It was never a secret that Canada was the team to beat at the 2016 World Cup of Hockey. What we didn’t know, however, was that Team North America would become the team to watch.
They were young, they were brash, and they were unbelievably fast.
“Give me that team for the next two years, and I’ll win a Stanley Cup with it,” said then-Detroit Red Wings Sr. V.P. Jimmy Devellano. “They would beat 20 NHL teams right now.”
It began as a two-headed gimmick, an under-23 team made up of Canadian and American players in one World Cup Pool, and Team Europe — a hodgepodge of Slovaks, Swiss, Germans and more — in the other. The latter squad made it to the tournament final, and the former would become the most talked-about gimmick since three-on-three overtime.
“We went in with the mindset of lettin’ them run,” said North America assistant coach Dave Tippett. “We thought the spontaneity of our team, that youthful exuberance, was going to be one of our strengths. So, we didn’t tap the brakes much. We wanted them to go, go go.”
“We wanted to turn them loose,” agreed head coach Todd McLellan, “but at some point we had to convince them we would have to defend. Therein was the trick for this group. How do we defend?”
That was a question asked early on, then forgotten about as the tournament played out.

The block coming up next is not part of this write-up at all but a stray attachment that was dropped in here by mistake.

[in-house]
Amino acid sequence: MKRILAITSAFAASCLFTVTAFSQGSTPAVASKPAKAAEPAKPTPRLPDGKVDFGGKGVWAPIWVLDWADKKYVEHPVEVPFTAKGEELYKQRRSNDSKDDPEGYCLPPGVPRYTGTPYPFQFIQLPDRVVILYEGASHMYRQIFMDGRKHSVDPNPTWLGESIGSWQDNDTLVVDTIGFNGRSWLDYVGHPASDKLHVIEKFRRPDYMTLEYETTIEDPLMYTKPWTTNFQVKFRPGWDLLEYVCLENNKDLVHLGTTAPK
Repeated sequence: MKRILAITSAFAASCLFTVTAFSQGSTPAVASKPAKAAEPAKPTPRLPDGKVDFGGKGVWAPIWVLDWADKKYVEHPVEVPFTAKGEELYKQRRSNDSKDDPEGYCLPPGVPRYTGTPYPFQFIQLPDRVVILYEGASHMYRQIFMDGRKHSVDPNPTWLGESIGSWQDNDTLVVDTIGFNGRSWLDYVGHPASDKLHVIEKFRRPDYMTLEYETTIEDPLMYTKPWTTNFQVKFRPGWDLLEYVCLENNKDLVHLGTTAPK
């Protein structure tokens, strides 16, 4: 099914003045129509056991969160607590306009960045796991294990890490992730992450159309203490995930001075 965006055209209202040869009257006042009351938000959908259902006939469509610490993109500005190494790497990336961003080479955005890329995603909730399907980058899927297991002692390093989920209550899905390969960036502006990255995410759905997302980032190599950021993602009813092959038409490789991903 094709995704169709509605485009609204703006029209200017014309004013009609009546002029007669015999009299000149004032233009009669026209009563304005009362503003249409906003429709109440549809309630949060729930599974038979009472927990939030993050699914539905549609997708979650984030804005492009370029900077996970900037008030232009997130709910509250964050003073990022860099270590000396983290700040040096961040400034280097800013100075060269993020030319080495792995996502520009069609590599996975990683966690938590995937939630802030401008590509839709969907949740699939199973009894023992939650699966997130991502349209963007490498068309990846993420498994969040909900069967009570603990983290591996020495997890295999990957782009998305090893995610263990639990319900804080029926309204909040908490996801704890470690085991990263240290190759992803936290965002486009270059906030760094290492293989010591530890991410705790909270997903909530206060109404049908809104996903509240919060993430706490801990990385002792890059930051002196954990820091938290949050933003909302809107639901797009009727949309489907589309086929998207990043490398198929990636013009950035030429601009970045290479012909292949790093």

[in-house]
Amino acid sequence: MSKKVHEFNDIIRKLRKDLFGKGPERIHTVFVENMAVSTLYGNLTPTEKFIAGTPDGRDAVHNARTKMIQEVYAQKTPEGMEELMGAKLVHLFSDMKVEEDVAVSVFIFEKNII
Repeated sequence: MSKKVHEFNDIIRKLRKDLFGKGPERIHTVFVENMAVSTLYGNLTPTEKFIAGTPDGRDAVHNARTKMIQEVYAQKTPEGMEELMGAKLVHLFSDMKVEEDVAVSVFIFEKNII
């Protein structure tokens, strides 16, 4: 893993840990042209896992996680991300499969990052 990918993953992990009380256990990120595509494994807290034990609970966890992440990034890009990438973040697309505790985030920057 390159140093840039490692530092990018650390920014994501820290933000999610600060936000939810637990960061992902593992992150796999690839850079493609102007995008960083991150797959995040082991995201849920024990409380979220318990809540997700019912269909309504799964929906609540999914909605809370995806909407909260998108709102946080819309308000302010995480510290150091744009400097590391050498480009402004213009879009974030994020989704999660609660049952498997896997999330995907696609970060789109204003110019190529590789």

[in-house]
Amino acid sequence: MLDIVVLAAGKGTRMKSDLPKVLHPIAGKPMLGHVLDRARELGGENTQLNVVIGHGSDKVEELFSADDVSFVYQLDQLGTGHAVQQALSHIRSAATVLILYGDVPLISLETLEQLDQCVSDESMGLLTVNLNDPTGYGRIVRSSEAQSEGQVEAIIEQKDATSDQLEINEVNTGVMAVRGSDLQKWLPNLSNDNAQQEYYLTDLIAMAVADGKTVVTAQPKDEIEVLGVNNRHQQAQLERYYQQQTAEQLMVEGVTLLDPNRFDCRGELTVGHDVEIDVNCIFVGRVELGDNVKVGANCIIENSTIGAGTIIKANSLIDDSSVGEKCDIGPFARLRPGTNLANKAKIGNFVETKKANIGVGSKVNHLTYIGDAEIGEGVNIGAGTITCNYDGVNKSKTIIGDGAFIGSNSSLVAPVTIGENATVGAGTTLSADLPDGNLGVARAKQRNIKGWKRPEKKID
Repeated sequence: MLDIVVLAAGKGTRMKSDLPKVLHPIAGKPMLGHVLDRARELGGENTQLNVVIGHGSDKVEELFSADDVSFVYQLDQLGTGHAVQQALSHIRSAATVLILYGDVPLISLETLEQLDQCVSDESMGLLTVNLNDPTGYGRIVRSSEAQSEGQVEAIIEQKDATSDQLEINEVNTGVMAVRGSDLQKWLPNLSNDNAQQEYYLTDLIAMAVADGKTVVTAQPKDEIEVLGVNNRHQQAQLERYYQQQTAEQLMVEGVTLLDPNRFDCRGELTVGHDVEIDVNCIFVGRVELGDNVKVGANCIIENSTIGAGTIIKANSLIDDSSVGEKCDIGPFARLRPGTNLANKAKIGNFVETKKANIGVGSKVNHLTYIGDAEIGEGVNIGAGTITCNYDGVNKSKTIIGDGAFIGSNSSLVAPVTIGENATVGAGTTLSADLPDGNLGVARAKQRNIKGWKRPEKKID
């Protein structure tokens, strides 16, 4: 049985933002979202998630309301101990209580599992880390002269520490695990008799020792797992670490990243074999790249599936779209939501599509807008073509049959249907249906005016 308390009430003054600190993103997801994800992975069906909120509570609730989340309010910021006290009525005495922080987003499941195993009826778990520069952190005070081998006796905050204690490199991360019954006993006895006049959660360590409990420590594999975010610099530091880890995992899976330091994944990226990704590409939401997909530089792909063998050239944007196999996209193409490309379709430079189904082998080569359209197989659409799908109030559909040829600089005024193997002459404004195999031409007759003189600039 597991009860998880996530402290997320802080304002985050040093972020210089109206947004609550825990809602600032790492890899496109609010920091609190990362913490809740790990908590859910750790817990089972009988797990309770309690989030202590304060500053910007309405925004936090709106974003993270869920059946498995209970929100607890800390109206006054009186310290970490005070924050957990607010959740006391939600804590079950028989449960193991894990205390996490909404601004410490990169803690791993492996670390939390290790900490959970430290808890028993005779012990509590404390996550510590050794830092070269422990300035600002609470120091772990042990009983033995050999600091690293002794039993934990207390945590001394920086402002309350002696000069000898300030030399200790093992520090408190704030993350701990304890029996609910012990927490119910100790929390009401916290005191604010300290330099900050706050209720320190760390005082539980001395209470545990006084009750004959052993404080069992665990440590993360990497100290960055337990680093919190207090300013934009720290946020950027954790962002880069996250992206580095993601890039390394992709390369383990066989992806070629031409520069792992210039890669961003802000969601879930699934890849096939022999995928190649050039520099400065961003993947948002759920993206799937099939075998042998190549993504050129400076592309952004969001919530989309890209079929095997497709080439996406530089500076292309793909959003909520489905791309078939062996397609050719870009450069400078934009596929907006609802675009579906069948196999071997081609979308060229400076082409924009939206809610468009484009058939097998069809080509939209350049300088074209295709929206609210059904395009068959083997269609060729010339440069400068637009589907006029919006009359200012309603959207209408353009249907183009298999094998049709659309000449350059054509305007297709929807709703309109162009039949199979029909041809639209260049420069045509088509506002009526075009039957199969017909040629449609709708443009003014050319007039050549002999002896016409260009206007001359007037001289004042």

General managers Stan Bowman and Peter Chiarelli had petitioned the NHL to be allowed one goaltender who was over 23 years of age. They were denied, settling for Matt Murray, John Gibson and Connor Hellebuyck. As McLellan put his lines together, Chiarelli lamented the fact the team didn’t have a centreman with a lifetime winning percentage of 50 per cent. And he was skeptical that his team would kill penalties very well.
“Faceoffs? Who was going to kill penalties? Stuff like that, we didn’t worry about. We were just playin’ our game,” said Connor McDavid, speaking from his parents’ home during the NHL’s pause. He listed teammates like Brandon Saad, Sean Couturier, Ryan Nugent-Hopkins, J.T. Miller and Vincent Trochek as guys who could give the team a defensive presence. “We got on the ice the first day, doing drills, and it was probably the fastest-paced practice I’ve ever been a part of. We knew we had talent. It was going to be a little raw, but we had those guys who had been around for a while. We trusted in them.”
Among the group that would be known by the cliché of “Young Guns” was Auston Matthews, who would play his first-ever professional game at the Toronto Maple Leafs home arena clad not in blue and white, but in the grey, black and orange of Team North America. Matthews started out as the team’s 13th forward and by the time the tournament began, he and Mark Scheifele were McDavid’s wingers, a line that would be the premier unit in the NHL today.
“I’d played a half (an injury shortened) season, and I couldn’t believe I was on the bench with these guys. I was still a little bit star-struck,” McDavid said. “For [Matthews], the first night we played Team Finland with all those veterans. Then we’re playing Russia, who is absolutely stacked. It must have been pretty eye-opening, but also a pretty cool experience. He had a pretty good tournament, and the fans loved him right away.”
In a pre-tournament game at the Bell Centre, the kids scored five goals on Team Europe in the opening 16 minutes, then hung on for a 7-4 win, in classic ‘80s Oilers fashion. They opened the tournament with a 4-1 win over Finland, outshooting them 43-25 and leaving Finnish head coach Lauri Marjamaki shell-shocked.